US willing to talk to N Korea: Tillerson
US Secretary of State Rex Tillerson offered to begin talks with North Korea without pre-conditions, appearing to back away from US demands that Pyongyang must first accept that any negotiations would have to be based on North Korean nuclear disarmament.
"Let's just meet," Tillerson said in a speech to Washington think tank the Atlantic Council, presenting a new diplomatic overture amid heightened tensions over North Korea's nuclear and missile advances and harsh rhetoric between the two sides.
Tensions have flared anew since North Korea said it had successfully tested a new intercontinental ballistic missile last month in what it called a "breakthrough" that put the US mainland within range.Powerful winds raise California fire risk
While reiterating Washington's long-standing position that it cannot tolerate a nuclear-armed North Korea, Tillerson said the United States was "ready to talk any time they're ready to talk", but that Pyongyang must come to the table willing to make choices to change its course.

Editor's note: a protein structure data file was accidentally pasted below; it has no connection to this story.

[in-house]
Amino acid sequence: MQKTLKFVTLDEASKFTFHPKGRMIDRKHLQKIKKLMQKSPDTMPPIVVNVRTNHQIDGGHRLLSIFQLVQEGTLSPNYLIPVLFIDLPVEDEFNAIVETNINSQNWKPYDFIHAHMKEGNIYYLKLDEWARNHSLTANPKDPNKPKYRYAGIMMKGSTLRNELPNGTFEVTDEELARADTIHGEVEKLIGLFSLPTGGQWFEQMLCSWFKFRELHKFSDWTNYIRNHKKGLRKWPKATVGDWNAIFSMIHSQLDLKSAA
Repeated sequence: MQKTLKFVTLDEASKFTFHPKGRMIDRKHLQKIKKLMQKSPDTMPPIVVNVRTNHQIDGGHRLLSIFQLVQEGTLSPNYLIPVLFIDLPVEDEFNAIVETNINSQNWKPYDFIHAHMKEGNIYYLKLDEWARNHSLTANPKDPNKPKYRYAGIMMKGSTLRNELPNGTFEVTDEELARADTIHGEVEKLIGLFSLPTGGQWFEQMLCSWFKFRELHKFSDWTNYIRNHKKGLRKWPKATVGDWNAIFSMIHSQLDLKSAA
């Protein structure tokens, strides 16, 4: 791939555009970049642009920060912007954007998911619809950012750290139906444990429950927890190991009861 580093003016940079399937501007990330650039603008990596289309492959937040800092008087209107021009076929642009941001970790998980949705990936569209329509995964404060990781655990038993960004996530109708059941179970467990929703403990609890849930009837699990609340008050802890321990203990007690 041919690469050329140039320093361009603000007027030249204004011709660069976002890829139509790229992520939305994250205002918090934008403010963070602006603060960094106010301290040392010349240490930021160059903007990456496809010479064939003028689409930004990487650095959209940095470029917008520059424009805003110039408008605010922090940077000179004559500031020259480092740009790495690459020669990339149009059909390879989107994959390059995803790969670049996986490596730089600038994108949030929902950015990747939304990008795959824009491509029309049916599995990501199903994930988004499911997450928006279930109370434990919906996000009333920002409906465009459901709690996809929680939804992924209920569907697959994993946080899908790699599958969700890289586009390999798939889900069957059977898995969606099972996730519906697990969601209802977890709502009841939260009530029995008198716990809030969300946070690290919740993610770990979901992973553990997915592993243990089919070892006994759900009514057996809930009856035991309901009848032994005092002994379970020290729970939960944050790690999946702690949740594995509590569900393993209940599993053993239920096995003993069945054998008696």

"We can talk about the weather if you want. We can talk about whether it's going to be a square table or a round table," he said.
"Then we can begin to lay out a map, a road map, of what we might be willing to work towards," Tillerson said, suggesting that any initial contacts would be about setting the ground rules for formal negotiations.Exiled king's remains reburied in Italy
It was not immediately clear whether Tillerson, whose influence has appeared to wane within the administration, had President Donald Trump's full support to seek such a diplomatic opening.
Tillerson has previously expressed a desire to use diplomatic channels with Pyongyang, but Trump tweeted in October that such engagement would be a waste of time.
North Korea, for its part, has made clear that it has little interest in negotiations with the United States until it has developed the ability to hit the US mainland with a nuclear-tipped missile, something most experts say it has still not achieved.Germany cuts its migration to 200,000